PACIFIC PALISADES —Former Palisades resident, actor John Forsythe died on April 1, in Santa Ynez, Calif. of pneumonia complications. He was born John Lincoln Freund on January 29, 1918, in Penns Grove, N.J.
The son of a Wall Street businessman, the New Jersey-born John Forsythe, attended the University of North Carolina, and then moved to New York City where he began his career as a radio actor, then as the field announcer for the Brooklyn Dodgers at Ebbet’s Field. Soon after, he auditioned for Lee Strasburg and became one of the original-founding members of the prestigious The Actors Studio. While still in New York, Forsythe participated in many of the notable live television shows, including “Studio One,” “Philco Playhouse,” “Kraft Theatre” and “Robert Montgomery Presents,” including the award-winning and very controversial, “What Makes Sammy Run?” His first Broadway appearances in “Vickie” and “Yankee Point” led to a motion picture contract with Warner Bros. and his Hollywood debut with Cary Grant in “Destination Tokyo.”
After enlisting in the U.S. Army Air Corps during World War II, Forsythe was selected for the cast of “Winged Victory,” Moss Hart’s all service Broadway stage musical. From there he went on to starring roles in such notable Broadway productions including “Yellowjack,” “It Takes Two,” “All My Sons,” “Mr. Roberts,” the Pulitzer Prize winning “Teahouse of the August Moon” and Gore Vidal’s “Weekend.” And many years later in Los Angeles, he starred in “The Caine Mutiny Court Martial,” directed by the legendary Henry Fonda.
Upon moving to Los Angeles, John began receiving the first of numerous Emmy nominations while starring in the television series “Bachelor Father” from 1957 to 1962. At the same time, he continued to work in feature films, including Robert Wise’s “Captive City,” “It Happens Every Thursday” with Loretta Young, “The Glass Web,” and two Alfred Hitchcock films, “The Trouble with Harry” and “Topaz.” He also starred in “The Ambassador’s Daughter,” “Madame X,” Truman Capote’s “In Cold Blood,” “The Happy Ending,” “And Justice For All” and “Scrooged.”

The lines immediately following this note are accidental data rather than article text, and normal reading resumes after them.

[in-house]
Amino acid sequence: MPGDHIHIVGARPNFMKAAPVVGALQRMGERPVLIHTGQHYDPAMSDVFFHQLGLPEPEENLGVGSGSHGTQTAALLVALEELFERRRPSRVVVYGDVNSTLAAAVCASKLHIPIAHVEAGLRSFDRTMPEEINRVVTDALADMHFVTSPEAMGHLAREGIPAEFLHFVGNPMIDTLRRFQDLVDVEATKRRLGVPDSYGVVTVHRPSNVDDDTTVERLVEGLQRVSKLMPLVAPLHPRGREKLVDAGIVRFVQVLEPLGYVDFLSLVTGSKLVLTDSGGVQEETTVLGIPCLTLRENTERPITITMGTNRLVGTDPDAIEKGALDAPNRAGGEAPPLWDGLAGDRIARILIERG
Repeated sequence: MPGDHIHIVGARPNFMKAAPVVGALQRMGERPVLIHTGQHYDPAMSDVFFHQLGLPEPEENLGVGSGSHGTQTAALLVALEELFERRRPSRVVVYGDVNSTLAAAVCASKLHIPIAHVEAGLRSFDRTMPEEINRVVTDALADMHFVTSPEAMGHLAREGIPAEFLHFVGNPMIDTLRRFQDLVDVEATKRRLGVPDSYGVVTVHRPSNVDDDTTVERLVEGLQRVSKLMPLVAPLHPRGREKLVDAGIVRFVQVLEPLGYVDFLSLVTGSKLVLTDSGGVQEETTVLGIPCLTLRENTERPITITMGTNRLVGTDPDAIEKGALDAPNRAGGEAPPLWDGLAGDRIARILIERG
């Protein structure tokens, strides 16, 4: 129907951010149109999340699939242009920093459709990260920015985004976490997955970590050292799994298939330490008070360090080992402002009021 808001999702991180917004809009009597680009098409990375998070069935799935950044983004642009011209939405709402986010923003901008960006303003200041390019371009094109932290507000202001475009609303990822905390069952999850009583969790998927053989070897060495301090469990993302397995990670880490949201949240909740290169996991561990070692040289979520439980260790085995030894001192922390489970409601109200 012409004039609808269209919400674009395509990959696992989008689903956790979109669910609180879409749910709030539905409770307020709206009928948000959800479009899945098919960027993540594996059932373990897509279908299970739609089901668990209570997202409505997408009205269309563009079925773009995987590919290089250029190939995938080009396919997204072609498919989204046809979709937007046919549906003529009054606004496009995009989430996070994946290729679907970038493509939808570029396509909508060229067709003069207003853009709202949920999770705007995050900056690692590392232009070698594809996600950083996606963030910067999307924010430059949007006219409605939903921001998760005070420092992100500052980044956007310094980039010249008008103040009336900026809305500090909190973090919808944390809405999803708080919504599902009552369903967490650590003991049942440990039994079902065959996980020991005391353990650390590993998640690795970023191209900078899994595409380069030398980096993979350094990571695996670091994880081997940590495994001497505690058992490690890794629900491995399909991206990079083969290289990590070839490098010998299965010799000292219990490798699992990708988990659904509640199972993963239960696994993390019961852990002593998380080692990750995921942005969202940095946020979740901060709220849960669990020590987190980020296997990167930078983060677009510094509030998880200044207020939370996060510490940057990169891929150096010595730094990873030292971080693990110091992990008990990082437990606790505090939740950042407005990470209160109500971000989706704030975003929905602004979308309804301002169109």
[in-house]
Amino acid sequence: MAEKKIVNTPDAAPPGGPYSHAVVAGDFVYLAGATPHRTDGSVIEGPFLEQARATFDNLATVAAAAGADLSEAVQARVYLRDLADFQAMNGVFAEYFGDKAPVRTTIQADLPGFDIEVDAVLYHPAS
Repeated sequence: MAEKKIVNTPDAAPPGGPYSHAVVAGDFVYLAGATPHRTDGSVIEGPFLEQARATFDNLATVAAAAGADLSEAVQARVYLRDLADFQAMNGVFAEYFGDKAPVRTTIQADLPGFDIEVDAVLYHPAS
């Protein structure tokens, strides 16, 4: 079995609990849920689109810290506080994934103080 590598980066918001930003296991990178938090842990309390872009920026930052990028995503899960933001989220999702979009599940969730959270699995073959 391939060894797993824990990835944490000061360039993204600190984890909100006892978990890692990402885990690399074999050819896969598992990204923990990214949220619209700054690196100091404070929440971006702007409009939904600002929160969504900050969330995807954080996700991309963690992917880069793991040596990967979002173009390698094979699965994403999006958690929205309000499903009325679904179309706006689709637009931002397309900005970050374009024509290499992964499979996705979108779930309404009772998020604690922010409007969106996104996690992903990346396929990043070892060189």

His long personal and professional association with Aaron Spelling and Leonard Goldberg included the voice of “Charlie” in the original television series “Charlie’s Angels” and the two feature films, “Charlie’s Angels” and “Charlie’s Angels: Full Throttle.” Another Spelling/Goldberg project resulted in John Forsythe’s portrayal of Blake Carrington, the ruthless Denver oil magnate entrepreneur in “Dynasty” which won him critical acclaim as well as numerous Emmy nominations, two Golden Globe Awards for Best Actor and People’s Choice Awards. Forsythe had a distinguished list of credits from virtually every venue in the entertainment industry and his career prospered for over six decades. His hundreds of television appearances included hosting numerous Emmy Awards, Golden Globe Awards and People’s Choice Awards telecasts and serving as the master of ceremonies for various television shows, including the prestigious 1986 “Christmas in Washington” special and for the “George Burns: 80 Years in Show Business” special. Over the years, Forsythe starred in numerous “Hallmark Hall of Fame” television films, including “Amelia Earhart,” “Opposites Attract” and “On Fire,” for which he also served as executive producer. Over the years, he made numerous guest-starring appearances on such shows as “The Jack Benny Show,” “Alfred Hitchcock Presents” and “The Twilight Zone,” just to name a few. He was also the host of the syndicated nature series “World of Survival,” which ran for an amazing 14 years. In addition, Forsythe earned his nice-guy image via such memorable starring roles in his various television series, “Bachelor Father,” “The John Forsythe Show,” “To Rome With Love” and “The Powers That Be.”